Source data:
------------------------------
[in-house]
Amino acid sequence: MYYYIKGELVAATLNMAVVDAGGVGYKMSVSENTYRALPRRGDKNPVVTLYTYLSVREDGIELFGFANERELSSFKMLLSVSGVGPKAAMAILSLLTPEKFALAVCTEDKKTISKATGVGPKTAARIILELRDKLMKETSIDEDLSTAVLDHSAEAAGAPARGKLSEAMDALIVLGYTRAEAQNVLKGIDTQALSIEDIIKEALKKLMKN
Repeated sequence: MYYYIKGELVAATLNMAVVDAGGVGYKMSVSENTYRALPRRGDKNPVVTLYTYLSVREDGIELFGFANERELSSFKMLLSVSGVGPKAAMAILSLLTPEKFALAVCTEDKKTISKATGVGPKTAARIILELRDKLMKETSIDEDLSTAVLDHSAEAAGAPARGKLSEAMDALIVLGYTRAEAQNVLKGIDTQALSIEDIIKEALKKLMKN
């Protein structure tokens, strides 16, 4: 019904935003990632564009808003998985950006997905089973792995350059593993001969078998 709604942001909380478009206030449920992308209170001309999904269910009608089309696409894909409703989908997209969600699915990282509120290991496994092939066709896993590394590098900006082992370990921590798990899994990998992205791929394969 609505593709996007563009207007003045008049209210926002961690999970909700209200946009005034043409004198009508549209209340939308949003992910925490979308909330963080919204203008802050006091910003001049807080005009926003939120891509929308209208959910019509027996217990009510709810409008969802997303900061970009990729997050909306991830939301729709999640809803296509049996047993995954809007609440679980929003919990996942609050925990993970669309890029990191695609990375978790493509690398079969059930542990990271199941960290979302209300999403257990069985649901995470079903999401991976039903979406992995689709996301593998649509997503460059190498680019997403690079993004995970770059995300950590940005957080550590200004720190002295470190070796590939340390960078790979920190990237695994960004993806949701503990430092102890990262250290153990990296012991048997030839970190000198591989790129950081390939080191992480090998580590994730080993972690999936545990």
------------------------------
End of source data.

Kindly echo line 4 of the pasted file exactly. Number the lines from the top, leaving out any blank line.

């Protein structure tokens, strides 16, 4: 019904935003990632564009808003998985950006997905089973792995350059593993001969078998 709604942001909380478009206030449920992308209170001309999904269910009608089309696409894909409703989908997209969600699915990282509120290991496994092939066709896993590394590098900006082992370990921590798990899994990998992205791929394969 609505593709996007563009207007003045008049209210926002961690999970909700209200946009005034043409004198009508549209209340939308949003992910925490979308909330963080919204203008802050006091910003001049807080005009926003939120891509929308209208959910019509027996217990009510709810409008969802997303900061970009990729997050909306991830939301729709999640809803296509049996047993995954809007609440679980929003919990996942609050925990993970669309890029990191695609990375978790493509690398079969059930542990990271199941960290979302209300999403257990069985649901995470079903999401991976039903979406992995689709996301593998649509997503460059190498680019997403690079993004995970770059995300950590940005957080550590200004720190002295470190070796590939340390960078790979920190990237695994960004993806949701503990430092102890990262250290153990990296012991048997030839970190000198591989790129950081390939080191992480090998580590994730080993972690999936545990």